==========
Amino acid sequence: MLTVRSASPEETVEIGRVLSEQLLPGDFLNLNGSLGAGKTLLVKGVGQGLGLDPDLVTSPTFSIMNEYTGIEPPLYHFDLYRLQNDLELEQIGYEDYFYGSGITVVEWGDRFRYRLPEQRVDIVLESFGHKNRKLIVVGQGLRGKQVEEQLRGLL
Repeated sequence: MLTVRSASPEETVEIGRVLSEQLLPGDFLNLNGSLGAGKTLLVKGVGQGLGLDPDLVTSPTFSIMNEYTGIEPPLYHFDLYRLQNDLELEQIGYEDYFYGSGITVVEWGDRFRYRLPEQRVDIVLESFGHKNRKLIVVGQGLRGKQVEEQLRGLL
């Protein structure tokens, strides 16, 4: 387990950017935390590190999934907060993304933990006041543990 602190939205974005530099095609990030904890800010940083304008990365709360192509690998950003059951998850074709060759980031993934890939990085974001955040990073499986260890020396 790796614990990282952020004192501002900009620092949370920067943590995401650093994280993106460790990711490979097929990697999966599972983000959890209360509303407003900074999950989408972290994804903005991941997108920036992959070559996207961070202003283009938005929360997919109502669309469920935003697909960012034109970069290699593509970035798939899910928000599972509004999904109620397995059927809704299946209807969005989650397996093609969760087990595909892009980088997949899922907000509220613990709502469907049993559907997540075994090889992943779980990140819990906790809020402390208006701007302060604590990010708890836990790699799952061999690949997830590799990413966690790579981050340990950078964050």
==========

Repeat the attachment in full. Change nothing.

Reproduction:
Amino acid sequence: MLTVRSASPEETVEIGRVLSEQLLPGDFLNLNGSLGAGKTLLVKGVGQGLGLDPDLVTSPTFSIMNEYTGIEPPLYHFDLYRLQNDLELEQIGYEDYFYGSGITVVEWGDRFRYRLPEQRVDIVLESFGHKNRKLIVVGQGLRGKQVEEQLRGLL
Repeated sequence: MLTVRSASPEETVEIGRVLSEQLLPGDFLNLNGSLGAGKTLLVKGVGQGLGLDPDLVTSPTFSIMNEYTGIEPPLYHFDLYRLQNDLELEQIGYEDYFYGSGITVVEWGDRFRYRLPEQRVDIVLESFGHKNRKLIVVGQGLRGKQVEEQLRGLL
């Protein structure tokens, strides 16, 4: 387990950017935390590190999934907060993304933990006041543990 602190939205974005530099095609990030904890800010940083304008990365709360192509690998950003059951998850074709060759980031993934890939990085974001955040990073499986260890020396 790796614990990282952020004192501002900009620092949370920067943590995401650093994280993106460790990711490979097929990697999966599972983000959890209360509303407003900074999950989408972290994804903005991941997108920036992959070559996207961070202003283009938005929360997919109502669309469920935003697909960012034109970069290699593509970035798939899910928000599972509004999904109620397995059927809704299946209807969005989650397996093609969760087990595909892009980088997949899922907000509220613990709502469907049993559907997540075994090889992943779980990140819990906790809020402390208006701007302060604590990010708890836990790699799952061999690949997830590799990413966690790579981050340990950078964050």